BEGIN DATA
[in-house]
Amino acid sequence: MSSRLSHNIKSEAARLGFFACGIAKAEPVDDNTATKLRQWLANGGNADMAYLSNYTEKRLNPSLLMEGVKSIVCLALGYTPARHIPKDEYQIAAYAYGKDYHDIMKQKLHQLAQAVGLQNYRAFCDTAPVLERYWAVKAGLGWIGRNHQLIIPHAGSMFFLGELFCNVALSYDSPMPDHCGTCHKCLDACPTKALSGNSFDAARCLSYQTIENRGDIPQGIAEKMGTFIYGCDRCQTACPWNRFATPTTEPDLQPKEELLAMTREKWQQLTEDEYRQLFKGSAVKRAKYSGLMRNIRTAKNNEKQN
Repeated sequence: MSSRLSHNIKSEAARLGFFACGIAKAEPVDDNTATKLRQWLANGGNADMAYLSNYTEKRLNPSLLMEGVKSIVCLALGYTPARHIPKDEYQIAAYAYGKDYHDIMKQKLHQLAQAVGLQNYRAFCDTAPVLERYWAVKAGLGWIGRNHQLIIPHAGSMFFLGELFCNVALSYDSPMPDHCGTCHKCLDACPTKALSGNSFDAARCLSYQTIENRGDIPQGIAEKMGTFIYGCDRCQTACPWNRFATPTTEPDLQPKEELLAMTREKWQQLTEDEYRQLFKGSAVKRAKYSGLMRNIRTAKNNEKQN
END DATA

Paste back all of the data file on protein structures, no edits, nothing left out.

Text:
[in-house]
Amino acid sequence: MSSRLSHNIKSEAARLGFFACGIAKAEPVDDNTATKLRQWLANGGNADMAYLSNYTEKRLNPSLLMEGVKSIVCLALGYTPARHIPKDEYQIAAYAYGKDYHDIMKQKLHQLAQAVGLQNYRAFCDTAPVLERYWAVKAGLGWIGRNHQLIIPHAGSMFFLGELFCNVALSYDSPMPDHCGTCHKCLDACPTKALSGNSFDAARCLSYQTIENRGDIPQGIAEKMGTFIYGCDRCQTACPWNRFATPTTEPDLQPKEELLAMTREKWQQLTEDEYRQLFKGSAVKRAKYSGLMRNIRTAKNNEKQN
Repeated sequence: MSSRLSHNIKSEAARLGFFACGIAKAEPVDDNTATKLRQWLANGGNADMAYLSNYTEKRLNPSLLMEGVKSIVCLALGYTPARHIPKDEYQIAAYAYGKDYHDIMKQKLHQLAQAVGLQNYRAFCDTAPVLERYWAVKAGLGWIGRNHQLIIPHAGSMFFLGELFCNVALSYDSPMPDHCGTCHKCLDACPTKALSGNSFDAARCLSYQTIENRGDIPQGIAEKMGTFIYGCDRCQTACPWNRFATPTTEPDLQPKEELLAMTREKWQQLTEDEYRQLFKGSAVKRAKYSGLMRNIRTAKNNEKQN